March 24, 2020

There Has Never Been a Better Time for Hyper-clear Agreements

We talk a lot here about the value of Clean Agreements for conscious leaders. But it has never been more obvious to me that now is the best time I can remember to double down on this conscious leadership choice. While you're at it, I'm going to recommend also upping the ante on Conscious Communication.

Here's the thing. As of this writing, hundreds of millions of people around the world, including 150 million Americans, are being either advised, ordered, or both to shelter in place. We are staying at home if we do not have an "essential" job in this new COVID-19 environment. We are working from home if we are able and if our company is continuing to operate and employ us. Our children are not in school. The news seems to get more and more unsettling about the risks of both contracting and spreading the virus. Many of us have other stresses, including lost work, reduced income, the potential closure of businesses we founded, and the inability to secure medical care for matters other than the virus. It's stressful, and we all process stress differently.

Some people are reacting to current life by going to the beach for spring break. Some people are reacting by not leaving their homes at all. I'm in the latter camp, but whatever your situation is, you likely have way more uncertainty in your life. We all do, and there is only so much we can manage. I'm going to avoid diving into the issues around control here and stick with a clear suggestion for how we can use our current reality as a way to create more predictability, understanding, and fulfillment in the short and the long-run using COVID-19 as our petri dish (sorry).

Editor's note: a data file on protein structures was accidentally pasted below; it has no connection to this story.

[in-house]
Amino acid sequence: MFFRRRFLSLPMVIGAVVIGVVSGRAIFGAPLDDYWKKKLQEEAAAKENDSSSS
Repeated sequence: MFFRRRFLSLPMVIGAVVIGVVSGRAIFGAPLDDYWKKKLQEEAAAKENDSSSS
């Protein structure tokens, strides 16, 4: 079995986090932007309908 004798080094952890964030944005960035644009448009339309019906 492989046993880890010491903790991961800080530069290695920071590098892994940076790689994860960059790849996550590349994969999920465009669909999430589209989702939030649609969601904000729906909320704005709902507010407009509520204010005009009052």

First, go read that blog post about clean agreements I linked to above. Those of us who are hunkering down with at least one other person are getting a chance to confront differences of opinion that are completely new. Whatever the law has not precluded is up for grabs.

  • Do we go to the bank or wait to deposit a check?
  • Is the grocery store okay or should we use a delivery service?
  • If we do the grocery store, can we go as often as we want or limit our trips?
  • Even if we use a delivery service for groceries, how should we handle the groceries before we bring them into our house and put them away?
  • Is our high school aged son allowed to go see his girlfriend if they stay six feet from each other? Do we even think it's possible for aforementioned son to stay six feet from his girlfriend after not seeing each other for a week?
  • What about shared custody of children? How do we view kids moving from one home to another?
  • When we take that walk in the neighborhood, is it enough to move a couple of feet to the right on the sidewalk or is it best to cross the street?
  • What about the grandparents?

If we're hunkering down solo but still working from home with others who are doing the same, a similar set of questions emerges. We wonder about use of other devices during Zoom calls, using video or not during our calls, handling other new inputs at work like the naptime of a three-year-old in the next room.